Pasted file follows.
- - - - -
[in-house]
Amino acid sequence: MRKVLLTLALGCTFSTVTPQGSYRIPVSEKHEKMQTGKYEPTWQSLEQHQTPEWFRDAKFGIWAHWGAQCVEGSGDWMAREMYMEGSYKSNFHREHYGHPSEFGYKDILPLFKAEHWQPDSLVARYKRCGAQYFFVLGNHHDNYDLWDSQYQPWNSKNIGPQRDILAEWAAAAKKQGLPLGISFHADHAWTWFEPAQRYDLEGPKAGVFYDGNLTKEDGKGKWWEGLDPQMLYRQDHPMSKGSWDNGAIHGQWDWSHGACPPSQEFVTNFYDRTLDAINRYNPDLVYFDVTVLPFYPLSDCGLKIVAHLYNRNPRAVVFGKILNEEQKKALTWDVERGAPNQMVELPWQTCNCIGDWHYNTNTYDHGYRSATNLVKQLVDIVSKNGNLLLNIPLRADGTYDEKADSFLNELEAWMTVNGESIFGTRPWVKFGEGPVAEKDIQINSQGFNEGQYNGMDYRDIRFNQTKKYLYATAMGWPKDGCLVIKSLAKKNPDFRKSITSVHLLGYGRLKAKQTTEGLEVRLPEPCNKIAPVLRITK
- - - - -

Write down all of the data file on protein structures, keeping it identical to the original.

[in-house]
Amino acid sequence: MRKVLLTLALGCTFSTVTPQGSYRIPVSEKHEKMQTGKYEPTWQSLEQHQTPEWFRDAKFGIWAHWGAQCVEGSGDWMAREMYMEGSYKSNFHREHYGHPSEFGYKDILPLFKAEHWQPDSLVARYKRCGAQYFFVLGNHHDNYDLWDSQYQPWNSKNIGPQRDILAEWAAAAKKQGLPLGISFHADHAWTWFEPAQRYDLEGPKAGVFYDGNLTKEDGKGKWWEGLDPQMLYRQDHPMSKGSWDNGAIHGQWDWSHGACPPSQEFVTNFYDRTLDAINRYNPDLVYFDVTVLPFYPLSDCGLKIVAHLYNRNPRAVVFGKILNEEQKKALTWDVERGAPNQMVELPWQTCNCIGDWHYNTNTYDHGYRSATNLVKQLVDIVSKNGNLLLNIPLRADGTYDEKADSFLNELEAWMTVNGESIFGTRPWVKFGEGPVAEKDIQINSQGFNEGQYNGMDYRDIRFNQTKKYLYATAMGWPKDGCLVIKSLAKKNPDFRKSITSVHLLGYGRLKAKQTTEGLEVRLPEPCNKIAPVLRITK